9.14.2005

Interesting article for discussion. My initial response, tho, is of course from an American unfamiliar with Commonwealth copyright laws:

When a poem or other work of writing is published, it is reproduced, whether it be dozens or thousands of times. It is fairly uncommon to make multiple recordings of the same performance [say, the same performance artist performing the same piece in the same venue] for purposes other than picking "the best" and further reproducing that one. As for the photographs published, I would very much object to a creative photo published multiple times in different "little magazines." But of course there are image labs always, and collections of stock footage, the resource of the postmodernist, the person on a slim budget, and the lazy.

"Like" publication: Literary works are or can published many times, but generally are published in different sorts of publications. For example, a poem might be published in a literary magazine (first north american serial rights), a newspaper or general audience magazine, an anthology or thematic issue of a literary magazine (or several), a book of poems, and a "selected" or "collected" book of poems.

Copyright Law & Residuals: Copyright law generally allows for controls on reuse and offers opportunities for income from selling rights, options, and archival materials, while residuals (which are far more lucrative) accrue from re-airing recordings. Thus, while the copyright to the Peter Pan story is owned by an orphanage in London, every time any version of "Peter Pan" is aired, the orphanage gets a small amount of money.
Terry Quinn (4/1/05):
The Publishing of Poetry

What other branch of the Arts is as self defeating as Poetry? I can't
think of a method of publishing that is so guaranteed to bury good
poems and poets than that which exists in this country at present.
Can you imagine any other enterprise, never mind just in the
Arts, where you're only allowed one shot at getting some form of
success. And yet there it it, usually in heavy black type at the
front of the publication 'Previously Unpublished Poems only'. Let's
take painting. I'm not altogether sure how it works in the Art world
but I've an artist friend who has exhibited his paintings all over
London. He'd be completely baffled (he was, because I asked him) if
he'd been told that no other Gallery would hang his work as he'd
already shown it somewhere else. Or a photograph published in one
magazine and never accepted elsewhere. How about music? Would a
composer accept the fact that because the CBSO has played his work
then no other orchestra would play it? Or a pop tune - played once on
Radio Cumbria never to be played on Radio One. I know the group would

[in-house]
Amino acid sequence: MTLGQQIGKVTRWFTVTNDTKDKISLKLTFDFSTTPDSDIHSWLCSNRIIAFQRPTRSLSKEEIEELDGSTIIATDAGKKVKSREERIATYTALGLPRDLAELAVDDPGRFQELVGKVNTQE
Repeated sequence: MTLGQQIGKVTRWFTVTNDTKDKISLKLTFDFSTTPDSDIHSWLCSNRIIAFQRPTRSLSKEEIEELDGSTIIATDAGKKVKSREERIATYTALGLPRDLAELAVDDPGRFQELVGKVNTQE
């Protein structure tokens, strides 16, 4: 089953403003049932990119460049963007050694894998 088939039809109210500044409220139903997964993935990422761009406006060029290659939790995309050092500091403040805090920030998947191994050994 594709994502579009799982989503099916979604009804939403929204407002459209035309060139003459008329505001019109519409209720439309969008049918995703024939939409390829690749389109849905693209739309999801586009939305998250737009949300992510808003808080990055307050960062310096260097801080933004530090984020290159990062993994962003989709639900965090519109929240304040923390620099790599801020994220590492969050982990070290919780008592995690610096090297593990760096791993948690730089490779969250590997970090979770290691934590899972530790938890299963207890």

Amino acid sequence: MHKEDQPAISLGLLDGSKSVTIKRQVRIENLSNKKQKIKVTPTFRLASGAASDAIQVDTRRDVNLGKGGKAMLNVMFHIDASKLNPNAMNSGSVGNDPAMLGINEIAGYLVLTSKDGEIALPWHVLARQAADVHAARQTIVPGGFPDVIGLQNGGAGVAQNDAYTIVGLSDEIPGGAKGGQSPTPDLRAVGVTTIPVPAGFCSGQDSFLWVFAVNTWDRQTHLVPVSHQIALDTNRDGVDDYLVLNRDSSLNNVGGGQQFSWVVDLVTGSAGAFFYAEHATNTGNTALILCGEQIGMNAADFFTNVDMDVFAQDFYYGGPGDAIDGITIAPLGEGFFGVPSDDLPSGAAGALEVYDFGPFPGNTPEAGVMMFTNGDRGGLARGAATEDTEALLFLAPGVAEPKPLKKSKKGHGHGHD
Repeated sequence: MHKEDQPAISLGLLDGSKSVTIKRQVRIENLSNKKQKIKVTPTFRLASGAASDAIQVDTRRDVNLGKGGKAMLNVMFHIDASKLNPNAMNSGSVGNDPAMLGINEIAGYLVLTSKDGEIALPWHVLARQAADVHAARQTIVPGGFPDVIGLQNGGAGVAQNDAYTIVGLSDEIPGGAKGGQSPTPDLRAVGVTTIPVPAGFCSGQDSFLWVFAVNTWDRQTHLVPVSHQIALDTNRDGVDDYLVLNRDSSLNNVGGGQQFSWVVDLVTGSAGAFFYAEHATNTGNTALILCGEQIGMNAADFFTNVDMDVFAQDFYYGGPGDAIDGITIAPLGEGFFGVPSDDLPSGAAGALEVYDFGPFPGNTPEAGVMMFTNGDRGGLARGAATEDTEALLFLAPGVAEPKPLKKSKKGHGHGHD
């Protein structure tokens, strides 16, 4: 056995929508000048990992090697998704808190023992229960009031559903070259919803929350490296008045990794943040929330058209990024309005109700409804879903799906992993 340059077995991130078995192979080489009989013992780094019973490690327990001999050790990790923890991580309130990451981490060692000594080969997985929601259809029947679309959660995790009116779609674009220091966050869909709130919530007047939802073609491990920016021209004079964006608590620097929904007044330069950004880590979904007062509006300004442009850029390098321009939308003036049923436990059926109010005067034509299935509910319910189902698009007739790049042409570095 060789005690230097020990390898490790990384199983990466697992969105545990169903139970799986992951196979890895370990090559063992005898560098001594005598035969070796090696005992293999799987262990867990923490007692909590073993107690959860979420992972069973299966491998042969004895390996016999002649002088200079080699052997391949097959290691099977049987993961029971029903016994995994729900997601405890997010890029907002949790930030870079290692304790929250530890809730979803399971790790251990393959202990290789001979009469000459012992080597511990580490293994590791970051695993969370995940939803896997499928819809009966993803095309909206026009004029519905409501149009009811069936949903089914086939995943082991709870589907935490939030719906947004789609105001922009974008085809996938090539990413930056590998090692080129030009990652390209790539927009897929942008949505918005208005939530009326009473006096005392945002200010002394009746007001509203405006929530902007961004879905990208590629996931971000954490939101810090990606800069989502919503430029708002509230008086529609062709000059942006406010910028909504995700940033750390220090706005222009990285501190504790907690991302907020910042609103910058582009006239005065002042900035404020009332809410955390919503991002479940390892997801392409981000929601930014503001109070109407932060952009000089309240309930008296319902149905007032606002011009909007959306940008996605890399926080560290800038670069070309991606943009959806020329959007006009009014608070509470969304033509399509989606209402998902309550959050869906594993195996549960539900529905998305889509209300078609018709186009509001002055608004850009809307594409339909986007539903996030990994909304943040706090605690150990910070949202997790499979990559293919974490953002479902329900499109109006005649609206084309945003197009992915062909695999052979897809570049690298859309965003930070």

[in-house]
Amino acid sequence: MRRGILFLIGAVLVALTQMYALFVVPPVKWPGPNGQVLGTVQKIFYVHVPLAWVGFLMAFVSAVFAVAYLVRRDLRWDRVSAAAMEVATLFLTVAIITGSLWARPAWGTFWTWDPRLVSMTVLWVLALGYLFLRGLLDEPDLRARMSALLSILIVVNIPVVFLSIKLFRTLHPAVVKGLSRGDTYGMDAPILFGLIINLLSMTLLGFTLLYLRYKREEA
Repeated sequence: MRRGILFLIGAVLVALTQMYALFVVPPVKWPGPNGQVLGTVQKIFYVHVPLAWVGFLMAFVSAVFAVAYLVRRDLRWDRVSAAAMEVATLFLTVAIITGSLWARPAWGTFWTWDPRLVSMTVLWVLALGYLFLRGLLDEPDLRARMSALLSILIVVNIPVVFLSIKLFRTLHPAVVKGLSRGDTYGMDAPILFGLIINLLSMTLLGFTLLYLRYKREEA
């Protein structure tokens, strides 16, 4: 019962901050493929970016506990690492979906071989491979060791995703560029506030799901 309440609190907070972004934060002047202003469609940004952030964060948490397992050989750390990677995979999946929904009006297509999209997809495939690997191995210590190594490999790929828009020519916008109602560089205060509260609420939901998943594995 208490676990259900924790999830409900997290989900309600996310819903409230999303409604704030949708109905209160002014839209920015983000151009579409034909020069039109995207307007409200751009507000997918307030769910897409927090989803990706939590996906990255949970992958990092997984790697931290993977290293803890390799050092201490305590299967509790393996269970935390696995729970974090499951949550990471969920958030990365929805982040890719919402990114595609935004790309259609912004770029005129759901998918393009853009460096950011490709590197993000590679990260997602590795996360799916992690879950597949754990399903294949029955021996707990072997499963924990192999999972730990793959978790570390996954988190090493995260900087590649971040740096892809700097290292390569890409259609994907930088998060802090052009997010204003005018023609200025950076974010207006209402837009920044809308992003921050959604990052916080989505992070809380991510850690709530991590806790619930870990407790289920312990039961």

sign for a label but that's like signing with an agent. The
playwright who has had his or her work performed at the Birmingham
Rep so the Royal Court won't look at it. Publishing novels at the
same time is on a different scale and economically wouldn't make
sense usually.
Anyway, the point I'm trying to make is that restricting the
method of publishing in the poetry magazines to previously
unpublished works has two consequences. The first and minor one is
that a lot of available space is filled by not very good poems. But
the second consequence is crucial and it is that a really good, maybe
great, poem might be published in a small magazine with a circulation
in the dozens and that's it. Virtually certain to be lost forever
unless spotted for an anthology and how likely is that? This is
crazy.
So what's the alternative? Obviously there still has to be a
policy of printing new poems else it all stagnates but there must be
the freedom to publish poems already published. This would emulate
the pop charts at a crude level. So in my best of all possible worlds
a good poem would start to be published in lots of magazines all over
the country and would be spotted by all sorts of readers. From there
it would not be long before it would appear in anthologies which seem
to be the stock in trade of Waterstones or Ottakars or whatever and
then both readers of poetry and general readers would start to see
the best of current poetry rather than stuff that's good but highly
restrictive in origin. And it might well then encourage the general
reader to hunt out where these poems originated from i.e. the poetry
magazines.
As a sort of experiment I tried to see how this would work in
practice with a friend who loves reading novels but not usually
poetry. I gave her a couple of poetry magazines to read through.
After a time her eyes seemed to glaze over. She reckoned they were
mostly a bit dull, a bit samey or she didn't understand them.
I then gave her a copy of 'The Firebox' and the reaction was
different. She liked a fair few of them and got pleasure from them.
She liked the poems.
The lesson is that good poetry works. This isn't about what is
'good'. That will take care of itself. The way it's published now is
stifling it at birth.

http://www.iotapoetry.co.uk/forum.htm